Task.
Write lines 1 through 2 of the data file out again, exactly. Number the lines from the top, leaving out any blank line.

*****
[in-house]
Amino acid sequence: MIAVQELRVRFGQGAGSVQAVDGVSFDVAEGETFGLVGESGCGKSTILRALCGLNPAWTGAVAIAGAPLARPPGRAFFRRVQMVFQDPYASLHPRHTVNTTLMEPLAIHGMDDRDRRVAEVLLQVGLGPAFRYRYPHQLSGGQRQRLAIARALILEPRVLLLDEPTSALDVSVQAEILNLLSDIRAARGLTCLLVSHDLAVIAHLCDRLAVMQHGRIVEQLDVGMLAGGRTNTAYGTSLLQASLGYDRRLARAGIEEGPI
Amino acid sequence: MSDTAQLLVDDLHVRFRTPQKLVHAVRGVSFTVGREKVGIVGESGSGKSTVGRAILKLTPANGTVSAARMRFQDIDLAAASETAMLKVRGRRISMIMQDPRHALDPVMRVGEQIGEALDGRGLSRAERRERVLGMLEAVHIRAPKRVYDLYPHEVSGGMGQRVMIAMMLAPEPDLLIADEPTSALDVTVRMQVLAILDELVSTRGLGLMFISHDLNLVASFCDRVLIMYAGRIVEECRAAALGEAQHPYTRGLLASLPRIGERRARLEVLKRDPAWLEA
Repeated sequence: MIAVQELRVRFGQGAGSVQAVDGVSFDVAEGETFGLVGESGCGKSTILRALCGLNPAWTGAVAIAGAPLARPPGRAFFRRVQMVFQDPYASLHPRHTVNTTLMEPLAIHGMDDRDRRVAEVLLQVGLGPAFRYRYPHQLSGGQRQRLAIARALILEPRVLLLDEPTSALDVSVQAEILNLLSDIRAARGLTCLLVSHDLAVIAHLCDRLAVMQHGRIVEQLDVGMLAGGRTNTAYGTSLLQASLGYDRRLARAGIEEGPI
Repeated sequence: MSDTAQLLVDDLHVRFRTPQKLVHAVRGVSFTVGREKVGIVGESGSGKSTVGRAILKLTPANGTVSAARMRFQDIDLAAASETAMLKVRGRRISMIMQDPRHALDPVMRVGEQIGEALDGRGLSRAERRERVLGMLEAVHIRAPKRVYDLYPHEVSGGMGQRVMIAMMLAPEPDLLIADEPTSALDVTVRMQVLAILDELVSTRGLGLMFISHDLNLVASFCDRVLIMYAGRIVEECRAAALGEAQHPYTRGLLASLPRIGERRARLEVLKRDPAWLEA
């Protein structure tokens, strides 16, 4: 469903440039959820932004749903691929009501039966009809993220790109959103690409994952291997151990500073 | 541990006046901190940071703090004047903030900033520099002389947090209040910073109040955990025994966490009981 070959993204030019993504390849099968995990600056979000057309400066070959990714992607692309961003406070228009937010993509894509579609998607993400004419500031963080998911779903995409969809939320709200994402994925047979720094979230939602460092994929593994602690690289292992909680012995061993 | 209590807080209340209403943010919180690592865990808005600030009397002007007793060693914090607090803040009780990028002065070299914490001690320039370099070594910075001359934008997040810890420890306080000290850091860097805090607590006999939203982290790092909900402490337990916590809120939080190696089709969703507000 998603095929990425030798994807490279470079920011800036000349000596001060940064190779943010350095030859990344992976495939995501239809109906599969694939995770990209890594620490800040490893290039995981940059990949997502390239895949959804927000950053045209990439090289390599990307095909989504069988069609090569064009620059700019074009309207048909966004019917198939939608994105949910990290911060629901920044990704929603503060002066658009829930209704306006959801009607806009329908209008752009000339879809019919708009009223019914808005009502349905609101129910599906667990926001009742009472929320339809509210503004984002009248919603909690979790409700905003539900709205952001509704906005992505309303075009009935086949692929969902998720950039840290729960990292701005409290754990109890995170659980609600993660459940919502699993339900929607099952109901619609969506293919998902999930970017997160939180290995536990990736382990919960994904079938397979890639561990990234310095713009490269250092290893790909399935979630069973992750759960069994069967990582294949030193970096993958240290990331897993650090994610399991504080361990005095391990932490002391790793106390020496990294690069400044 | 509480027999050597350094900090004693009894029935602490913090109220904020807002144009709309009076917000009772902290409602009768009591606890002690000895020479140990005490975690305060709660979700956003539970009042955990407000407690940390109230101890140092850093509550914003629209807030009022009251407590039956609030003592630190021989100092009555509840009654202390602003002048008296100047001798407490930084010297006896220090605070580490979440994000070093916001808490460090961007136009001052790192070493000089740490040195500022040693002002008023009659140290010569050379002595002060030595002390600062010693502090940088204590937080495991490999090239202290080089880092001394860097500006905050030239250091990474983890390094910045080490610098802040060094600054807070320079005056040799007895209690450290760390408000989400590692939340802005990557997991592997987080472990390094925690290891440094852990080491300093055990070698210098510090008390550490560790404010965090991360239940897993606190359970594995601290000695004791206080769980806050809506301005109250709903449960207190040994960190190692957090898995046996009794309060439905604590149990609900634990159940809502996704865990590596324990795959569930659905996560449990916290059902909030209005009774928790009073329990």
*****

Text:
[in-house]
Amino acid sequence: MIAVQELRVRFGQGAGSVQAVDGVSFDVAEGETFGLVGESGCGKSTILRALCGLNPAWTGAVAIAGAPLARPPGRAFFRRVQMVFQDPYASLHPRHTVNTTLMEPLAIHGMDDRDRRVAEVLLQVGLGPAFRYRYPHQLSGGQRQRLAIARALILEPRVLLLDEPTSALDVSVQAEILNLLSDIRAARGLTCLLVSHDLAVIAHLCDRLAVMQHGRIVEQLDVGMLAGGRTNTAYGTSLLQASLGYDRRLARAGIEEGPI